With Loughborough’s NUS Referendum coming up, in a long line of other referendums to “leave” the NUS, what can we expect from our students’ union, executive and students?
LSU Media will be taking a neutral stance on the referendum overall. You can expect to see opinions and ideas showcasing both sides of the debate, seeking to comment and consider the pros and cons of “remaining” or “leaving”. Label will welcome guest articles from anyone wishing to share their ideas on the campaigns, whilst looking to represent both sides equally.
Whilst the majority of the LSU Executive Committee are likely to have opinions on the matter, they will only be allowed to showcase these personally, and not to promote these ideas on their public platforms. This means that their ideas and campaigns will not be shared on their “VP” Facebook and Twitter pages.
Our very own VP: Media, Bryn Wilkes has aligned himself with the “remain” campaign; he gave the following statement:
I’ve come to the decision that I can’t sit back and remain neutral on this very important issue that not only affects Loughborough but students across the UK. I’m also aware that people could see my position creating a conflict of interest, so with this in mind, I’ve voluntarily relinquished editorial control of all content relating to the NUS referendum to maintain LSU Media’s impartiality and integrity.
As a union affiliated section and media body, no official stance can be taken by LSU Media and we will remain impartial throughout the period.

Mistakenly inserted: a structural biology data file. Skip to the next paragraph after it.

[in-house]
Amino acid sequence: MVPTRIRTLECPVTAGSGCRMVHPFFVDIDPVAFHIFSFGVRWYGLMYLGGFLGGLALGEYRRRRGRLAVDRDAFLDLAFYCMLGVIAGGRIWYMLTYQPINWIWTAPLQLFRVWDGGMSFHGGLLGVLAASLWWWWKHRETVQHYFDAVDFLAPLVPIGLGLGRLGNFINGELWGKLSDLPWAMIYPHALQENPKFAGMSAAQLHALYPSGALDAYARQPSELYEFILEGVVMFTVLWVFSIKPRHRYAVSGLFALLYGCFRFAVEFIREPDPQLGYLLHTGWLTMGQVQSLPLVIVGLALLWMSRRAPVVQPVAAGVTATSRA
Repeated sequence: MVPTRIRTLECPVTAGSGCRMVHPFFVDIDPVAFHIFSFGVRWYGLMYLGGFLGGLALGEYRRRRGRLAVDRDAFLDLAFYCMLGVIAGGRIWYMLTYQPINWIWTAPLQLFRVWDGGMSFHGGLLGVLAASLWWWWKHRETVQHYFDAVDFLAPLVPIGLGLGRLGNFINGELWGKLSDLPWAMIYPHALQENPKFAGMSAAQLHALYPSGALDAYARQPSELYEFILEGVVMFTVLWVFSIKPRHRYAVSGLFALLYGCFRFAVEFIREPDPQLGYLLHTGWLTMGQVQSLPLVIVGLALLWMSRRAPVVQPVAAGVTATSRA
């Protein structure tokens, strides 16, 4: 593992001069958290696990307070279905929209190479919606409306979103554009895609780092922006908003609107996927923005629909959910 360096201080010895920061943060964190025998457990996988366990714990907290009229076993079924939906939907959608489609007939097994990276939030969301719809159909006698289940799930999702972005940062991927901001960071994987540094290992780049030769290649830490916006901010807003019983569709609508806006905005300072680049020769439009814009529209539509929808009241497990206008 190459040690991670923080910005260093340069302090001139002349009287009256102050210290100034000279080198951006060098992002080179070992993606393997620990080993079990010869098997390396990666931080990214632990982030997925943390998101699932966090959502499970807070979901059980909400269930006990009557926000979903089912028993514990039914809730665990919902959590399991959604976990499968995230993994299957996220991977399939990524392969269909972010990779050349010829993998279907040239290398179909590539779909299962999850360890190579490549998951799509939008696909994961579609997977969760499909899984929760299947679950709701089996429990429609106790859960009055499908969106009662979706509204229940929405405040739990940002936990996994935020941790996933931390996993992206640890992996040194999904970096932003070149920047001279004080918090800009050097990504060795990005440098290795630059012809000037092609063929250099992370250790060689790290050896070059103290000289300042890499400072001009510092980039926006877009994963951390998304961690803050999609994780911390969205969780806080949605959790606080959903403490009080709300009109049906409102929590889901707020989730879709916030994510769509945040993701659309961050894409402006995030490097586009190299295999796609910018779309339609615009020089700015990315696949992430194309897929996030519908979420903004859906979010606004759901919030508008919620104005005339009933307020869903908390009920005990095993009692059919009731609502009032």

Students sitting on the Union Affairs Committee will not be able to take an official viewpoint during the referendum, much like during the Exec Elections. The group will be working to ensure that the referendum campaigning adheres to the set rules.
Students are able to get involved and campaign on either side of the referendum. A meeting was held for students who wish to lead campaigns on Friday. To express any further interest, email VPUAffairs@lsu.co.uk. Students will be at the head of each campaign group and will be allowed an allocated amount of money to spend on their campaigns.
What has happened with other students’ union’s referendums?
Lincoln were the first to disaffiliate themselves with the NUS, the “leave” campaign winning by a very small margin. Exeter have had a few visitors of late, as their referendum has seen “remain” campaigners from the NUS- with further funds, leaflets and text messages encouraging students to engage with the national body and vote to stay. Whether this has impacted on their choice to remain affiliated is up for speculation.
— Hanson Jones (@ahansonjones) May 11, 2016
As the NUS have recently been seen campaigning for students to “remain” in the NUS in Exeter, this could happen elsewhere too. Should this happen in Loughborough, the “leave” campaign may need to be escalated in order to present both sides equally to voting students. Rules on campaigning in Loughborough including campaigning areas on campus, expenditures and more will be clearly set out prior to the campaign period.
Hull Students’ Media have been able to take their own stance- using their platform to showcase their opinions on why their SU should disaffiliate with the NUS. Whilst this is not an option for many union affiliated media outlets, Hull should be commended on openly taking this stance:
Media supporting the @HullNoNUS campaign. Follow Lincoln and Newcastle and don't be afraid of the Yes scare tactics.
— Hullfire TV (@HullfireTV) May 12, 2016
Whilst you shouldn’t expect this from Loughborough in the next couple of weeks, do be on the look out for content which will be informative, opinionated and accessible, helping you to decide which side you sit on. It’s not quite #Brexit, but you sure need to read up if you’d like to be well informed on the referendum and in providing what you deem to be the best future for your students’ union.